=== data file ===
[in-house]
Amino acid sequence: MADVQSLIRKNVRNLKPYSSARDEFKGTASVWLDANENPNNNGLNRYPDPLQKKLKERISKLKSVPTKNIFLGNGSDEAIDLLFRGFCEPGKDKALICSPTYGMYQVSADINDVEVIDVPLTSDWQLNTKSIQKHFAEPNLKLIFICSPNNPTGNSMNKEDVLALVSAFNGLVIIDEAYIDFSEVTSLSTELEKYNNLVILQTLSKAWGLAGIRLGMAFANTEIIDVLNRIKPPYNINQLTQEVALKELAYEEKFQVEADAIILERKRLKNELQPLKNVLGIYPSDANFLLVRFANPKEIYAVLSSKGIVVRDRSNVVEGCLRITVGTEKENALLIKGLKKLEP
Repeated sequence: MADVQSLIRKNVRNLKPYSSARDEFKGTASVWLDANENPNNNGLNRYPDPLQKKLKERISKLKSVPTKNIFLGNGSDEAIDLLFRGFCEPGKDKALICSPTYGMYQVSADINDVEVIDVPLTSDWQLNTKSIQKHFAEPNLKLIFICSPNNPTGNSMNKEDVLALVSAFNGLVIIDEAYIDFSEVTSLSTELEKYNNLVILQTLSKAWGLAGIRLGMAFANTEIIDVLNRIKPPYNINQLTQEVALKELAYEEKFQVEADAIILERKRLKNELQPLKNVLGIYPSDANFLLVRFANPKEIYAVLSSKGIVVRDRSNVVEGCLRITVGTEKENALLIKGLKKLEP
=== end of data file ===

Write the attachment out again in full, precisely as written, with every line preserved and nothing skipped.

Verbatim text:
[in-house]
Amino acid sequence: MADVQSLIRKNVRNLKPYSSARDEFKGTASVWLDANENPNNNGLNRYPDPLQKKLKERISKLKSVPTKNIFLGNGSDEAIDLLFRGFCEPGKDKALICSPTYGMYQVSADINDVEVIDVPLTSDWQLNTKSIQKHFAEPNLKLIFICSPNNPTGNSMNKEDVLALVSAFNGLVIIDEAYIDFSEVTSLSTELEKYNNLVILQTLSKAWGLAGIRLGMAFANTEIIDVLNRIKPPYNINQLTQEVALKELAYEEKFQVEADAIILERKRLKNELQPLKNVLGIYPSDANFLLVRFANPKEIYAVLSSKGIVVRDRSNVVEGCLRITVGTEKENALLIKGLKKLEP
Repeated sequence: MADVQSLIRKNVRNLKPYSSARDEFKGTASVWLDANENPNNNGLNRYPDPLQKKLKERISKLKSVPTKNIFLGNGSDEAIDLLFRGFCEPGKDKALICSPTYGMYQVSADINDVEVIDVPLTSDWQLNTKSIQKHFAEPNLKLIFICSPNNPTGNSMNKEDVLALVSAFNGLVIIDEAYIDFSEVTSLSTELEKYNNLVILQTLSKAWGLAGIRLGMAFANTEIIDVLNRIKPPYNINQLTQEVALKELAYEEKFQVEADAIILERKRLKNELQPLKNVLGIYPSDANFLLVRFANPKEIYAVLSSKGIVVRDRSNVVEGCLRITVGTEKENALLIKGLKKLEP